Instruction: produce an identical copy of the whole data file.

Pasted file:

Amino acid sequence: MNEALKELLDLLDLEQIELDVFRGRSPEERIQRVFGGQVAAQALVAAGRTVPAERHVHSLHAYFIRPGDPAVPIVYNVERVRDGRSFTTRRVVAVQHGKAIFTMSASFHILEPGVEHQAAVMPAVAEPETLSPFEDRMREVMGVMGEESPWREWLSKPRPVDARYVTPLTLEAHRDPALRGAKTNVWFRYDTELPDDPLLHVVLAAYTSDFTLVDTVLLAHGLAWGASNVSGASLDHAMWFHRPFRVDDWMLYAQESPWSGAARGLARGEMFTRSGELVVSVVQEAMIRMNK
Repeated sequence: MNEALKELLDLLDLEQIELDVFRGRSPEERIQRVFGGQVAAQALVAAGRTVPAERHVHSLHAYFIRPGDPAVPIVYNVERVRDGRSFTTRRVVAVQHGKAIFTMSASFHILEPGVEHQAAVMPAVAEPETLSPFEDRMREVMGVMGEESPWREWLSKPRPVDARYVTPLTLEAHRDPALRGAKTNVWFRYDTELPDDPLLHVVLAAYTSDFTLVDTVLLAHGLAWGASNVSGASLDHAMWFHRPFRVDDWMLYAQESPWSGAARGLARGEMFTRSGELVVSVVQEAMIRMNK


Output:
Amino acid sequence: MNEALKELLDLLDLEQIELDVFRGRSPEERIQRVFGGQVAAQALVAAGRTVPAERHVHSLHAYFIRPGDPAVPIVYNVERVRDGRSFTTRRVVAVQHGKAIFTMSASFHILEPGVEHQAAVMPAVAEPETLSPFEDRMREVMGVMGEESPWREWLSKPRPVDARYVTPLTLEAHRDPALRGAKTNVWFRYDTELPDDPLLHVVLAAYTSDFTLVDTVLLAHGLAWGASNVSGASLDHAMWFHRPFRVDDWMLYAQESPWSGAARGLARGEMFTRSGELVVSVVQEAMIRMNK
Repeated sequence: MNEALKELLDLLDLEQIELDVFRGRSPEERIQRVFGGQVAAQALVAAGRTVPAERHVHSLHAYFIRPGDPAVPIVYNVERVRDGRSFTTRRVVAVQHGKAIFTMSASFHILEPGVEHQAAVMPAVAEPETLSPFEDRMREVMGVMGEESPWREWLSKPRPVDARYVTPLTLEAHRDPALRGAKTNVWFRYDTELPDDPLLHVVLAAYTSDFTLVDTVLLAHGLAWGASNVSGASLDHAMWFHRPFRVDDWMLYAQESPWSGAARGLARGEMFTRSGELVVSVVQEAMIRMNK